The romance itself didn’t really work for me either, because I didn’t really buy their connection. I didn’t mind so much her belief that she was in love with Ted because it felt the same as when this one classmate in eighth grade asserted that she was in love with Nick from the Backstreet Boys. The problem with Riley and Ted is that they don’t have much of anything to talk about. Their conversations are deeply stilted, and, while it gets better when she stops yelling at him, they still don’t really have a comfortable dialogue going.

There were also a host of other small issues.

  • Riley calls her parents the United Front, and they’re obviously caring, involved parents, except for the fact that they are involved only once but it doesn’t matter because she sneaks out without consequences. The parents are benevolent cardboard cutouts leaned against the backdrop.
  • Though I wanted to like Riley and Reid, I developed a deep loathing for Reid, who’s the most insecure being on the planet, loves to blame others (mostly Riley) for his failures, and pretended he wanted to adopt a disabled dog to get a girl to like him. What sort of monster can hang out with a cute, sweet dog for weeks without coming to love it? Not to mention that Reid shames Riley for dating multiple people. Reid is the patriarchy.
  • Riley gets in trouble trying to put a CD in Ted’s locker, because it won’t fit through the slats, yet Ted manages to get a mini chocolate bar into Riley’s locker. Chocolate bars, even the fun size ones, are fatter than CDs and also won’t fit through the slats? As a result, Ted must have learned her locker combination because that’s the only way that candy got in there.
  • Milo plays the tuba in band, for which Riley mentally shames him. He says he plays the tuba in marching band. No one marches tubas. They march sousaphones, a fact which any self-respecting band geek would tell someone.
  • I’m not positive, but I think everyone in this book was white, even though it’s set in LA.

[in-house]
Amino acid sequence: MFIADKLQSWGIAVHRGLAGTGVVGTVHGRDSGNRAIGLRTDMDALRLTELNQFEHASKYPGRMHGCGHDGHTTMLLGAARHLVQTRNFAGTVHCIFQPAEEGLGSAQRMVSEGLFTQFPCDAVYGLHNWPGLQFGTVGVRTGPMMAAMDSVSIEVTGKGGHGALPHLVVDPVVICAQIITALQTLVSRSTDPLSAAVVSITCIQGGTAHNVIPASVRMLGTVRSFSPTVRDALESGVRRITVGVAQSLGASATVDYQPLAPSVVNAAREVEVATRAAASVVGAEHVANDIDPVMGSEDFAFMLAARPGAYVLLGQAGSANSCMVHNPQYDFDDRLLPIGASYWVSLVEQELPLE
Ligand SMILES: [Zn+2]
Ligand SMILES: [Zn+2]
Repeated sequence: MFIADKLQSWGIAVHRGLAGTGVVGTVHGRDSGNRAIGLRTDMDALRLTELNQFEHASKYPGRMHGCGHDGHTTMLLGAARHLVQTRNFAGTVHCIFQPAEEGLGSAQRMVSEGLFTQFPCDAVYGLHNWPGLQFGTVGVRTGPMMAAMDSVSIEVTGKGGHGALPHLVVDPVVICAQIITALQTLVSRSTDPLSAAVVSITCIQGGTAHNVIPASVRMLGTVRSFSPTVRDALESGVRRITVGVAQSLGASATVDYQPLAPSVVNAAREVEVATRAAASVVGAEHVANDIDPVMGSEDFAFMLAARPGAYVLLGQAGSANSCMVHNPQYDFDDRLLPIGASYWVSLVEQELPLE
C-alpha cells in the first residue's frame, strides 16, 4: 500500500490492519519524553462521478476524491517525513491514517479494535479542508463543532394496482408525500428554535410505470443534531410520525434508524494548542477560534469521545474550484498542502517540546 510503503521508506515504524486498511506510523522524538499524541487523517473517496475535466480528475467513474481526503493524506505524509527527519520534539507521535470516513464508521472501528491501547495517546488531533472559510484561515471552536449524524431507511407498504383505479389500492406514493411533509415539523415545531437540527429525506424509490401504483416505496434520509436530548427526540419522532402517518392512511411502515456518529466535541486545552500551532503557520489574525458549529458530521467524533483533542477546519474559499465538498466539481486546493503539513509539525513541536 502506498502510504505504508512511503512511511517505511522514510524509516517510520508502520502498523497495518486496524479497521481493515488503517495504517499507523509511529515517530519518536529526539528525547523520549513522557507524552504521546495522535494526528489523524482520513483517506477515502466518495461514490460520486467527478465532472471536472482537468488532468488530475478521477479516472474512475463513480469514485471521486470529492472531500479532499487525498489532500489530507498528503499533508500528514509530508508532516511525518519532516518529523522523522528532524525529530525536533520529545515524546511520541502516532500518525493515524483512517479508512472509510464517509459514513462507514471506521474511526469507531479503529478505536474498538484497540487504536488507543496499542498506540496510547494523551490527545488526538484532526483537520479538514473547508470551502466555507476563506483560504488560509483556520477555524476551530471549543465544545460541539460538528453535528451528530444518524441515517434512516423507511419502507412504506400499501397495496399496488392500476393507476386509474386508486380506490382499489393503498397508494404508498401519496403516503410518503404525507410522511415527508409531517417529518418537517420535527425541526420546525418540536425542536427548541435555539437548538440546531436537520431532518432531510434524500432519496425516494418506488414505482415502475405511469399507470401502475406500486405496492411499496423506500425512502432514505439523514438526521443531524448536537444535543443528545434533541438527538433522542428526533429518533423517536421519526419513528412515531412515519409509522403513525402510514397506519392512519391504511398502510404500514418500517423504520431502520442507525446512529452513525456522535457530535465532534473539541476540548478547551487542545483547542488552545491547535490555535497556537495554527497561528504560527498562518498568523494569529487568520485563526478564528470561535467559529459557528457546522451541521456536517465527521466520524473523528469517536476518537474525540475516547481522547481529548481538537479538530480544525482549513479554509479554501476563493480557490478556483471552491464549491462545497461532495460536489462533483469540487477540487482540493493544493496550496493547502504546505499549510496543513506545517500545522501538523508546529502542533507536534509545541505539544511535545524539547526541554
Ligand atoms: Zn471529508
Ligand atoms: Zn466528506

Though Kissing Ted Callahan was super short (a very short 320 pages, since every other chapter is less than a page long) and quick to read, I had way too many issues with it to quite like it. I feel like the writing was so much worse than the author’s debut, and my reading more of her stuff is somewhat in jeopardy now.

Favorite Quote:

The kissing might not even mean huge new perfect things! I kissed Garrick and Milo and nothing huge or new or perfect is going on with them. Sometimes kissing is just kissing, and I don’t want to get ahead of myself.

Tl;dr – Review in a GIFfy:

gif taylor swift i go on too many dates

11 responses to “Review: Kissing Ted Callahan (and Other Guys) by Amy Spalding”

  1. With the several larger and minor issues you listed I think I’ll pass on Kissing Ted Callahan(pun intended). A shame that it did not live up to The Reece Malcolm List, but good to hear that the debut was better(it has been on my wish list for two years now, still haven’t bought or read it).
    Mari – Escape In A Book recently posted…Still breathing and what am I reading?My Profile

  2. Angie F. says:

    I felt exactly the same way about OMG THE CAPPPSS!!! And I loathed Reid, he was kind of an asshat.

    But I also agreed that I loved how Riley was dating multiple guys! That was great. I just wish the rest of the book had been as great as that. I wanted more lost notebook hijinks!
    Angie F. recently posted…Review: Kissing Ted Callahan (and Other Guys) by Amy SpaldingMy Profile

    • Christina Franke says:

      I’m glad I’m not the only who felt that way. The caps were WAY OVER THE TOP. AND THE EXCLAMATION POINTS!!!! It just feels like such a cheat code for personality.

      And Reid was a smarmy jerk.

      This book should have been amazing. Make the writing less EXCITED!!! and make Reid remotely interesting and I would have loved this!

  3. Hannah says:

    Ha, love the gif usage.

    I saw the blurb for this one, and just knew that it would annoy me – glad I passed on it! The things you mentioned would have irked me as well.
    Hannah recently posted…Review: Kissing in America – Margo RabbMy Profile

  4. Brigid says:

    So….I have problem with using too many caps. It’s uncontrollable at this point and I might as well except that. But, if I read that in a book (I have) it would be very very awkward and I would be making fun of it for sure.

    So she just randomly yells stuff at guys she likes? Whoa. Girl has probs.

  5. I had an ARC I gave away to someone else after the bingo fiasco, but the sample I read in that Buzz Books sampler on NetGalley convinced me pretty thoroughly that it wouldn’t have been my thing anyway. Like you said, the voice was way too young for the characters (and sounded an awful lot like Amy Spalding’s own Twitter feed with the Caps Lock and exclamation points).

    Now I’m super glad I didn’t bother with the book. Reid would have resulted in me possibly kicking the book.

    • Christina Franke says:

      The bingo card thing mostly didn’t bother me, so I figured I’d still give the book a shot, since I did really like her debut novel. I feel like the writing has just gotten worse, and that’s a damn shame. I find it so puzzling when that happens.

      You definitely would have kicked Reid. The book’s message was so good, but so poorly done, and then there was Reid, the jackass.